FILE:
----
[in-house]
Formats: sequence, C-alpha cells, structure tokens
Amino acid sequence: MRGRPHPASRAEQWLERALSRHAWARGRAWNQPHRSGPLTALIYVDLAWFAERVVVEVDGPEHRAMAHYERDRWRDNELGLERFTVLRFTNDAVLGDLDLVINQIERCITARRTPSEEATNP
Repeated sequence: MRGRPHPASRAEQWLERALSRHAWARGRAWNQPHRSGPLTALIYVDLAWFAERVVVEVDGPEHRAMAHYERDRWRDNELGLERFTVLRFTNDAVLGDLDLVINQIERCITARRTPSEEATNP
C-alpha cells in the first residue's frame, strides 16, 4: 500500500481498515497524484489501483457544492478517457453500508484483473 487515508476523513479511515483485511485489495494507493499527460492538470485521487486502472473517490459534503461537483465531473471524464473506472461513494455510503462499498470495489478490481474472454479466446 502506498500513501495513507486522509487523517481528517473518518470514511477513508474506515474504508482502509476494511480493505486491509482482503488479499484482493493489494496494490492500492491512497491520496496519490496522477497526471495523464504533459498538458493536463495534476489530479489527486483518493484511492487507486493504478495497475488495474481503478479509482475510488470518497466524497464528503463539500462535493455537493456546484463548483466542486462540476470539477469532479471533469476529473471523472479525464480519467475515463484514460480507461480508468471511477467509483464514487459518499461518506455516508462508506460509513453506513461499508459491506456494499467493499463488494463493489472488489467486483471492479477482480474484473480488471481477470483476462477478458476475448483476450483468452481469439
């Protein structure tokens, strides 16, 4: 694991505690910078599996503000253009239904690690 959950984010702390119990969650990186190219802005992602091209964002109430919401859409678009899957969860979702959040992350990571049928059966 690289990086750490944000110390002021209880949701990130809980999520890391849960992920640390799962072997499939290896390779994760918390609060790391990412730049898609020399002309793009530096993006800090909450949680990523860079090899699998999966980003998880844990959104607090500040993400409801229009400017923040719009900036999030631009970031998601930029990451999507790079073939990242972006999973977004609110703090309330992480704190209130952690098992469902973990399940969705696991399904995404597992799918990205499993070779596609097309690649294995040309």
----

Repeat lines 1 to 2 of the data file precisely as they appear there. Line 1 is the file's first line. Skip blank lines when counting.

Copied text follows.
[in-house]
Formats: sequence, C-alpha cells, structure tokens